Consummate scholar, physician, historian, mentor, teacher, writer, archivist, ethicist, humanitarian, scientist, musician. Research interests as wide as they are deep. A man for all seasons. All superlatives deserved? Unequivocally, yes. Hyperbole? No. Congratulations to Robert S. Rust, MA, MD on being elected the Blue Bird Circle Training Program Director Award.
Dr. Rust is currently the Thomas E. Worrell, Jr. Professor of Epileptology and Neurology, Professor of Pediatrics, Professor al the Center for Biomedical Ethics and Humanities, and Training Director in Child Neurology at the University of Virginia School of Medicine. His undergraduate degrees (with honors) were in History and English, and graduate studies were taken at the University of Virginia in American and European History and History of Science as Woodrow Wilson National, Thomas Jefferson Governor’s, and Commonwealth Fellowships from 1970-1972 and 1974-1976, flanking a position as Professor and Associate Director of Studies at the International College in Salzburg, Austria in History of European Cultural Development from 1972-1974. He also obtained a certificate in Greek Language, Culture, and History in 1973 at the University of Thessaloniki, Institute for Balkan Studies in Greece. Such is the foundation for a man of great literary and intellectual prowess.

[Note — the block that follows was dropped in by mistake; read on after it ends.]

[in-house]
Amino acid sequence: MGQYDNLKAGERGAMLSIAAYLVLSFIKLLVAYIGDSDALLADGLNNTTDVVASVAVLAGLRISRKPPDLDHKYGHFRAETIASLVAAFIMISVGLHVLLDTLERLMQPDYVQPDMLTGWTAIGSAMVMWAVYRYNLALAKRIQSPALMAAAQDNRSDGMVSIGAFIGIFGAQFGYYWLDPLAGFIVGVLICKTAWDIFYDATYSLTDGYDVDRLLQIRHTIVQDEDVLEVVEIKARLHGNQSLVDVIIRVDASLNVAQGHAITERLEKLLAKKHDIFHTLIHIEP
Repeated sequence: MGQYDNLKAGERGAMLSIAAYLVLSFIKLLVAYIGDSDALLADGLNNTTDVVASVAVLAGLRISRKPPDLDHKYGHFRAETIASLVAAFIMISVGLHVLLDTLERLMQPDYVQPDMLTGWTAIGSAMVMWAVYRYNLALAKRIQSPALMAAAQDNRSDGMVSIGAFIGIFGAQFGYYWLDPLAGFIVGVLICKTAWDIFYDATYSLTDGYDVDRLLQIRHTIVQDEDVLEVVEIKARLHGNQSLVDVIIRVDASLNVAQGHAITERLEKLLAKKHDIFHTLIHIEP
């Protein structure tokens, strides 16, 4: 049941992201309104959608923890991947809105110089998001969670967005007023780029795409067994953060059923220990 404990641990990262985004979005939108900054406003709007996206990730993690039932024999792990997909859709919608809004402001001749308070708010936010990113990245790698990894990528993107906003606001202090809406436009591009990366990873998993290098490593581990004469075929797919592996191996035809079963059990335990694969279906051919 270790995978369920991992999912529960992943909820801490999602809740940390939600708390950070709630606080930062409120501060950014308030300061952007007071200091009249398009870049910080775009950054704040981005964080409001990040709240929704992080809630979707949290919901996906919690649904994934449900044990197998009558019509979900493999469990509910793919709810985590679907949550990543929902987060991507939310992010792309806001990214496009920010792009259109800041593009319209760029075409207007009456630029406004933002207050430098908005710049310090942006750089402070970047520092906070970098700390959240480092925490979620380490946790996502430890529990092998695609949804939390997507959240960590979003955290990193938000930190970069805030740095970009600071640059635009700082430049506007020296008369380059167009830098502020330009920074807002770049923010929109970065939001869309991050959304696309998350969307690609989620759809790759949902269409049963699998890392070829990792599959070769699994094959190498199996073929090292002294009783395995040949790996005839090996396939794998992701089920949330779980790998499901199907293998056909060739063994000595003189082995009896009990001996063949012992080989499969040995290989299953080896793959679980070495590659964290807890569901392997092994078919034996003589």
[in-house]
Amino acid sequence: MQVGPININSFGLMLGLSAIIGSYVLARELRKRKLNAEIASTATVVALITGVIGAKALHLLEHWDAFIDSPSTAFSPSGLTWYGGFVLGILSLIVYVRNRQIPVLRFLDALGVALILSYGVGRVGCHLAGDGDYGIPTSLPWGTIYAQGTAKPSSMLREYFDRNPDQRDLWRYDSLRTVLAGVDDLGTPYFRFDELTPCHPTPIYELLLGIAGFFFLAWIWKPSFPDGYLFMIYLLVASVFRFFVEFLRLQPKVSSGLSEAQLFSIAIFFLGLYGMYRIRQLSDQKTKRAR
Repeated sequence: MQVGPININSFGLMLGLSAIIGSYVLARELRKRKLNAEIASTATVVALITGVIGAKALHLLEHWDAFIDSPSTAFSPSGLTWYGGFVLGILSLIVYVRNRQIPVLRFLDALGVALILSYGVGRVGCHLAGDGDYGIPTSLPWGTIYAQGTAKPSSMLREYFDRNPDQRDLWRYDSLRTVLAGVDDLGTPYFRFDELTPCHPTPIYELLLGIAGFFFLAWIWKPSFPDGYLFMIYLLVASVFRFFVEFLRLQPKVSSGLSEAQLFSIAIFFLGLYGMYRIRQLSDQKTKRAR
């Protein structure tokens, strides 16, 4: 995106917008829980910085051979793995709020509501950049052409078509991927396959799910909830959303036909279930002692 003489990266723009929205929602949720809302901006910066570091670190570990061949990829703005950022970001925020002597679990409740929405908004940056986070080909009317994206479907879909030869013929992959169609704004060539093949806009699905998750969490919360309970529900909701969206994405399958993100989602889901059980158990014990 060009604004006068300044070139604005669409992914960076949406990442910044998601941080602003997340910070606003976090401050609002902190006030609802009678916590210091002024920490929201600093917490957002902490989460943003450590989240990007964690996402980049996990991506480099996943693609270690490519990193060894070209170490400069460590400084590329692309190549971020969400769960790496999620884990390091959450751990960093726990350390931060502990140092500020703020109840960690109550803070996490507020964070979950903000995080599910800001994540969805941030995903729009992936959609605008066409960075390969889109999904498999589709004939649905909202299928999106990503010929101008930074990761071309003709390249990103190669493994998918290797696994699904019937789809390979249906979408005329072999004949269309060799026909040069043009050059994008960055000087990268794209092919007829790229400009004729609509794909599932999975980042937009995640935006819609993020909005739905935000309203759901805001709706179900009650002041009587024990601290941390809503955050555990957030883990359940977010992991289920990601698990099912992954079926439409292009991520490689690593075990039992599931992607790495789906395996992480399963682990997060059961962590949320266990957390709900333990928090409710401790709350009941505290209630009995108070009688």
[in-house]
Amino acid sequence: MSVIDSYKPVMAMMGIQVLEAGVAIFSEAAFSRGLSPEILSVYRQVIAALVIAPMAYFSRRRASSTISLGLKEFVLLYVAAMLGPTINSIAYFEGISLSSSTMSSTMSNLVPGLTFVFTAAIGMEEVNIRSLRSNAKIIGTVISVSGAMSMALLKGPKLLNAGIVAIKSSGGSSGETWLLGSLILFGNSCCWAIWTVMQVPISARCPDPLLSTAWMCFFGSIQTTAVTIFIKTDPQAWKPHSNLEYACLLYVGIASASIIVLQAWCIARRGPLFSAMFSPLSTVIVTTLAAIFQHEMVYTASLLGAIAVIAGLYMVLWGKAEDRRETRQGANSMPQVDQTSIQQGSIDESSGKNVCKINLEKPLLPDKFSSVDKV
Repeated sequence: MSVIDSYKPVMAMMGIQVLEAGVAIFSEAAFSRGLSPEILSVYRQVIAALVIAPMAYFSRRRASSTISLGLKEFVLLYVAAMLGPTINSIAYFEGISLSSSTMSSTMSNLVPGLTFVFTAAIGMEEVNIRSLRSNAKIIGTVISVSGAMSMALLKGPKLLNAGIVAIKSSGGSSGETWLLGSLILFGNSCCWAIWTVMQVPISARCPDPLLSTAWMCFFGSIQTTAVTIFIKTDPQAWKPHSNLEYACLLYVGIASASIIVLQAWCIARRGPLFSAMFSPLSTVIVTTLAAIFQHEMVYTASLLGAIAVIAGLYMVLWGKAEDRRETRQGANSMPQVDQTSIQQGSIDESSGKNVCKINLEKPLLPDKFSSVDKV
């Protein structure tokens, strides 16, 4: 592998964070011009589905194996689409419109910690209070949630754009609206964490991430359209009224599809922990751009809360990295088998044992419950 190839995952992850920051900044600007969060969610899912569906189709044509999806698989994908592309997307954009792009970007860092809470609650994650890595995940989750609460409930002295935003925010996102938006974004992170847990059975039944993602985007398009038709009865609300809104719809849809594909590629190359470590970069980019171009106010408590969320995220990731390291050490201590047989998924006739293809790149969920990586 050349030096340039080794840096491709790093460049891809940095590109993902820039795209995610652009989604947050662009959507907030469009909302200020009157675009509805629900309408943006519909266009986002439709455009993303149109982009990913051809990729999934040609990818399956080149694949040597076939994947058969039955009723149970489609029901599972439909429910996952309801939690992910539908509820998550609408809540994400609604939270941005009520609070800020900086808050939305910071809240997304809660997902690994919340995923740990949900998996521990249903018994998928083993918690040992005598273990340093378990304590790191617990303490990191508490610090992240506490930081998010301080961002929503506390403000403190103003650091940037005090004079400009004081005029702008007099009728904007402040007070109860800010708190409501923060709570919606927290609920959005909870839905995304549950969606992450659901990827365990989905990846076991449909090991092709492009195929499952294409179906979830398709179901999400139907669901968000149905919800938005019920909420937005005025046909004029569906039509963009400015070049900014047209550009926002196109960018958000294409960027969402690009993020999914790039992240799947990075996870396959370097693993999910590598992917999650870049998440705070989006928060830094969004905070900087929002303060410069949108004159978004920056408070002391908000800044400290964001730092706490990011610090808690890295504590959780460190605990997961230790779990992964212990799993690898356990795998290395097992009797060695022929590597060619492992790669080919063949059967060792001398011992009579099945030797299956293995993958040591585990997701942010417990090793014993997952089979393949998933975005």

Dr. Rust then transitioned into a position as a Research Associate from 1974-1977 at the Rodeheaver and Jones Microsurgical Laboratories and Department of Surgery at the University of Virginia, followed by matriculation as a medical student at UVA. A strong early influence was Fred Dreifuss, credited as the reason Rob became a neurologist despite a carefully worked out plan to become a surgeon. He went on to pediatric residency at Yale, and neurology and child neurology training at Washington University in St. Louis from 1983-1986. He was then appointed Assistant Professor in Neurology and held a research position in the McDonnell Center for Studies of Higher Brain Function with mentors Joseph Volpe, Joseph Ackerman, and Oliver H. Lowry, working on regional developmental biochemical changes in neonatal brain synthetic processes and energy metabolism using NMR spectroscopy and microhistochemistry.